Florida State University - Renegade / Tally Ho Yearbook (Tallahassee, FL)

 - Class of 2008

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Florida State University - Renegade / Tally Ho Yearbook (Tallahassee, FL) online yearbook collection, 2008 Edition, Cover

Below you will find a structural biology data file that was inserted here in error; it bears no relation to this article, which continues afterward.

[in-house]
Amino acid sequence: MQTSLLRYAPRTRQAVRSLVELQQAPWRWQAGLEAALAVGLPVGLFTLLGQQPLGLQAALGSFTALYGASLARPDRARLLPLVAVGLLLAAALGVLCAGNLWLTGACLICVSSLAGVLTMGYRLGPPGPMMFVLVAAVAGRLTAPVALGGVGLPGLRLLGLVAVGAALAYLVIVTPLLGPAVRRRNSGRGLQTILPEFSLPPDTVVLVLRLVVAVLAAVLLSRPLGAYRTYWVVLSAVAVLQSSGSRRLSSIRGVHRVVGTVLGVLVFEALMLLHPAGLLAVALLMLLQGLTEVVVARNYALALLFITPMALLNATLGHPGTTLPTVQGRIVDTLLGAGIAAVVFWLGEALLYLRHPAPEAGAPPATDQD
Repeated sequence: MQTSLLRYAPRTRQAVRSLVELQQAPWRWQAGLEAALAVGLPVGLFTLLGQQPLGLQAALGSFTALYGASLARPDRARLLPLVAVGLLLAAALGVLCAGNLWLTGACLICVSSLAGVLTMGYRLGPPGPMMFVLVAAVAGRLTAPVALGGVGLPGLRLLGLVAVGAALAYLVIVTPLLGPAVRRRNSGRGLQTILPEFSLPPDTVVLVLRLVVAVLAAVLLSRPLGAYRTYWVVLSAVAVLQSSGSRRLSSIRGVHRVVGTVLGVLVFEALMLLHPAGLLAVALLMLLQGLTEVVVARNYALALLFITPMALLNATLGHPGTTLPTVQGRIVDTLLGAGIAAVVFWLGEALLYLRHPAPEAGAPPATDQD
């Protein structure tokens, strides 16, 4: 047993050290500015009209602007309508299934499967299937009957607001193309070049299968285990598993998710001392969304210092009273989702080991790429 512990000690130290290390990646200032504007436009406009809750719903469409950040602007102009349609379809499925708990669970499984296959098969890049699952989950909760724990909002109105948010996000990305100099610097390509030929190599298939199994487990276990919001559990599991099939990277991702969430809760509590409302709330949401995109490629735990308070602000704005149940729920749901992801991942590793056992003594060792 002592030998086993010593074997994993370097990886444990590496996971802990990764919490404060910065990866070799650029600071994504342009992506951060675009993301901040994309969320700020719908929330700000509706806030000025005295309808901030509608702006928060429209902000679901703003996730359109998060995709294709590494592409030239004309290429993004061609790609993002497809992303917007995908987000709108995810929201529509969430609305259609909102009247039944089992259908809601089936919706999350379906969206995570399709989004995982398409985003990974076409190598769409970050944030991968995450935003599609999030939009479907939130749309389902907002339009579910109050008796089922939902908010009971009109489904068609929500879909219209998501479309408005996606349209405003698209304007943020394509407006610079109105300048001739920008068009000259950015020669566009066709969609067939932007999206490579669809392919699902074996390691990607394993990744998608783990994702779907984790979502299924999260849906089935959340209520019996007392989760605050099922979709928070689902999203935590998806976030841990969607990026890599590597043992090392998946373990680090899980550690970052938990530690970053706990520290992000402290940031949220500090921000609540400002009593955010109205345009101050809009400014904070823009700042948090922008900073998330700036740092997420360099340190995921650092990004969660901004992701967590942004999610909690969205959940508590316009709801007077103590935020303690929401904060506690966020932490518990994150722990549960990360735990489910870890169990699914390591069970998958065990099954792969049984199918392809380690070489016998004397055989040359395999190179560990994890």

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Text from Pages 1 - 360 of the 2008 volume: